Beadle, E.R.

1992-01-01

272

Analog signal isolation techniques  

Energy Technology Data Exchange (ETDEWEB)

This paper discusses several techniques for isolating analog signals in an accelerator environment. The techniques presented here encompass isolation amplifiers, voltage-to-frequency converters (VIFCs), transformers, optocouplers, discrete fiber optics, and commercial fiber optic links. Included within the presentation of each method are the design issues that must be considered when selecting the isolation method for a specific application.

Beadle, E.R.

1992-12-31

273

Thermomagnetic Analog Recording.  

Science.gov (United States)

The thermomagnetic recording of an analog signal on a CrO2 magnetic tape using a conventional magnetic head and a laser beam as a heating source, is discussed. It was concluded from experimental results that the method can be used for fairly high density ...

T. Nomura K. Yokoyama

1973-01-01

274

A multistep algorithm for processing and calibration of microdialysis continuous glucose monitoring data  

DEFF Research Database (Denmark)

The deviation of continuous subcutaneous glucose monitoring (CGM) data from reference blood glucose measurements is substantial, and adequate signal processing is required to reduce the discrepancy between subcutaneous glucose and blood glucose values. The purpose of this study was to develop a multistep algorithm for the processing and calibration of continuous subcutaneous glucose monitoring data with high accuracy and short delay. Algorithm

Mahmoudi, Zeinab; Dencker Johansen, Mette

2013-01-01

275

[Non-pharmaceutical measures, topical analgesics and oral administration of glucose in pain management: Austrian interdisciplinary recommendations on pediatric perioperative pain management].  

Science.gov (United States)

Non-pharmaceutical procedures are increasingly being used in pediatric pain therapy in addition to pharmaceutical procedures and have a supporting function. This article describes the non-pharmaceutical procedures which have an influence on perioperative and posttraumatic pain in children and adolescents. Prerequisites for every adequate pain therapy are affection, imparting a feeling of security, distraction and the creation of a child-oriented environment. Topical analgesics are indicated for application to intact skin for surface anesthesia. For a safe use consideration must be given to the duration of application, the dose and the maximum area of skin treated in an age-dependent manner. For simple but painful procedures in premature infants, neonates and infants, pain can be effectively reduced by the oral administration of glucose. The positive effect is guaranteed particularly for the use in a once only pain stimulation. Non-nutritive sucking, swaddling, facilitated tucking and kangaroo mother care, for example can be used as supportive measures during slightly painful procedures. There is insufficient evidence for a pain reducing effect in older infants and small children. Physical therapeutic procedures can be used as accompanying measures for acute pain and are individually adapted. However, the limited amount of currently available data is insufficient to make a critical scientific assessment of the individual measures. The effects can, however, be observed in the daily routine practice. Psychological methods can facilitate coping with pain. In situations with mental and psychiatric comorbidities or psychosocial impairment, a psychologist should be consulted. Acupuncture and hypnosis are also a meaningful addition within the framework of multimodal pain therapy. PMID:24550025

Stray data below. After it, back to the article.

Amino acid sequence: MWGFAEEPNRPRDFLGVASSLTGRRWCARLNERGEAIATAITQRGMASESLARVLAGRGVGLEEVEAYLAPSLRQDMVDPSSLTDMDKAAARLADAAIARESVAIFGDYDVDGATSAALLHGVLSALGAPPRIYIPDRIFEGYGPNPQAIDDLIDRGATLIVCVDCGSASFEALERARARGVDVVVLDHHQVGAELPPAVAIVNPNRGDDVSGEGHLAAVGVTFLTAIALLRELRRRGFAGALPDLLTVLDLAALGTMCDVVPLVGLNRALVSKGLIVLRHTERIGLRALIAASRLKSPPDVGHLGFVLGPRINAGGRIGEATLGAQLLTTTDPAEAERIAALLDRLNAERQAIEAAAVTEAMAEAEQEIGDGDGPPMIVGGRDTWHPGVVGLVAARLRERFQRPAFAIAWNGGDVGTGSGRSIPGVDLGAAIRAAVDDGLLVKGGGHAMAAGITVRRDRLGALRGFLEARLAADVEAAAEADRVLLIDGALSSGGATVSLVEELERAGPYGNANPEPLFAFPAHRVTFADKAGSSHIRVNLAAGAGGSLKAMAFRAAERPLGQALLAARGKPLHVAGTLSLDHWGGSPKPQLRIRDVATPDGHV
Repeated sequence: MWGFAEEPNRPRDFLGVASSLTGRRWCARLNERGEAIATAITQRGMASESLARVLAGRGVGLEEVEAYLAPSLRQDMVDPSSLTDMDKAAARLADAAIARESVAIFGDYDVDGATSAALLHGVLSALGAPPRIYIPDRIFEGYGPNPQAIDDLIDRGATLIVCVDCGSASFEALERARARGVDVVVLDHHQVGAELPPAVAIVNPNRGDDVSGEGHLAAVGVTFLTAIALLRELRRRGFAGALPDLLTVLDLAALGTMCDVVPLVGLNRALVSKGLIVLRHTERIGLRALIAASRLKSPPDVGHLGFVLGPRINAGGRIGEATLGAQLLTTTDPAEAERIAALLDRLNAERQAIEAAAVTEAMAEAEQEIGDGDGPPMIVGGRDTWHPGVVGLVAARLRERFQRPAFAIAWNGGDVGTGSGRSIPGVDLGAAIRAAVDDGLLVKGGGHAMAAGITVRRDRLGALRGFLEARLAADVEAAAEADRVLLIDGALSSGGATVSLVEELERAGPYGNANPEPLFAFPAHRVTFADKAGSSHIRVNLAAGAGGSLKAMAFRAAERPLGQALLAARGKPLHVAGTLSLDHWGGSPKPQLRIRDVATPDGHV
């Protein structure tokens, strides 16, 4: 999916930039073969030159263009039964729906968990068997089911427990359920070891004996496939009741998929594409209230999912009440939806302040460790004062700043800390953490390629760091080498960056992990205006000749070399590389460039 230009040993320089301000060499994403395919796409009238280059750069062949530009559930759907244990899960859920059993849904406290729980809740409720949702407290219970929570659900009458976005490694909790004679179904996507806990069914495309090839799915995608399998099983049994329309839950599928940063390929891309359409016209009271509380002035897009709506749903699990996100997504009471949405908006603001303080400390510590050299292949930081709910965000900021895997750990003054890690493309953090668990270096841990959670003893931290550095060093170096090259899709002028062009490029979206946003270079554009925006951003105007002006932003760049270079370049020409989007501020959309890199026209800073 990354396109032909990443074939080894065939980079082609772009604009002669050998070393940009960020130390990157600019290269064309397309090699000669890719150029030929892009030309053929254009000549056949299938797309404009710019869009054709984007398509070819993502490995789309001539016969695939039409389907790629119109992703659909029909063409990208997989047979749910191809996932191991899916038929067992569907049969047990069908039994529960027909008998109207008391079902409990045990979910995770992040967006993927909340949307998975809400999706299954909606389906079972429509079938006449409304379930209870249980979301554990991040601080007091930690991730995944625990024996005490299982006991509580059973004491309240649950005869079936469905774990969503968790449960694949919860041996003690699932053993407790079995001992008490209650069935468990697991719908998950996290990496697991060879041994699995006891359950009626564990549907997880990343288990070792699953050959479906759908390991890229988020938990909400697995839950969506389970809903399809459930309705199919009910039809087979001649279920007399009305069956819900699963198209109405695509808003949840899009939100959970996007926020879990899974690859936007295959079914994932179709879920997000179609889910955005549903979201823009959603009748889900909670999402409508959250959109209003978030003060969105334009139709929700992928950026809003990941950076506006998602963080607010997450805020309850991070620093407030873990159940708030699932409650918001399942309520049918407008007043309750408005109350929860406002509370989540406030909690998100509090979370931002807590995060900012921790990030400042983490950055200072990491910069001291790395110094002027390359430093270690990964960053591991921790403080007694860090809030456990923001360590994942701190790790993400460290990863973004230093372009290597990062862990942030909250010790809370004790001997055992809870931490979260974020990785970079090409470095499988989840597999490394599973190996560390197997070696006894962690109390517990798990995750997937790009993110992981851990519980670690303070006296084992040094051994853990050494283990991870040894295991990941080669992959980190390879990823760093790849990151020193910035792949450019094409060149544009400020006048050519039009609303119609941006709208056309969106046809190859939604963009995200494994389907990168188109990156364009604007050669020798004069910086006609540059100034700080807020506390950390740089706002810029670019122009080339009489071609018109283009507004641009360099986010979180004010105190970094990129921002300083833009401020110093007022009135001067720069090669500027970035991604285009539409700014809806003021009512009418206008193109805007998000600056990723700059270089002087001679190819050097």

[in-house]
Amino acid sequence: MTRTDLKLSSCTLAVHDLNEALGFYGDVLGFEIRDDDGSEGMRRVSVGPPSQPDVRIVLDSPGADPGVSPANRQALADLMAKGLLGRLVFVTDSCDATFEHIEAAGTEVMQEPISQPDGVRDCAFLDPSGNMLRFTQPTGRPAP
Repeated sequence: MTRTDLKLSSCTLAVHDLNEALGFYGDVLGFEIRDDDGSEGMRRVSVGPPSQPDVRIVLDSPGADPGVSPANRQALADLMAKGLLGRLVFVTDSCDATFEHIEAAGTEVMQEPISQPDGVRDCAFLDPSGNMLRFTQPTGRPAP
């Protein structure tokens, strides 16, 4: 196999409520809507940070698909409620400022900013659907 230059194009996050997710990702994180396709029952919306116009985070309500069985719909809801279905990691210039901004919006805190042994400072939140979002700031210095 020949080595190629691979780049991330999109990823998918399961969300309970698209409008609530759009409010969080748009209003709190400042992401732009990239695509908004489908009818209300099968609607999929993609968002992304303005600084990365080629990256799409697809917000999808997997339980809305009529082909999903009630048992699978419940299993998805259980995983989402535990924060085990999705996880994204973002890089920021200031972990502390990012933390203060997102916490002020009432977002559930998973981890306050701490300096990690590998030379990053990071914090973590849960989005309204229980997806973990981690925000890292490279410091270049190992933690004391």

Messerer, B; Krauss-Stoisser, B; Urlesberger, B

2014-02-01

276

Alternations in salivary glucose during ramadan fasting  

Directory of Open Access Journals (Sweden)

Full Text Available During the holly month of Ramadan, Muslims fast every day from dawn to sunset. Although the effect of Ramadan fasting on general health has been widely studied, the impact of fasting on oral health and possible changes in salivary biochemicals, such as glucose, has not received much attentiom. The aim of our study was to evaluate the influence of fasting on the level of glucose in the saliva of healthy individuals. Salivary glucose was measured using an enzymatic method based on oxidation of glucose by glucoseoxidase followed by determination of resulting H2O2 in the presence of peroxidase. A reduction in mean concentration of glucose was observed in the saliva of all fasting subjects as compared to the control group. It was concluded that reduction in salivary glucose is mostly due to reduced food intake and may be beneficial to dental health.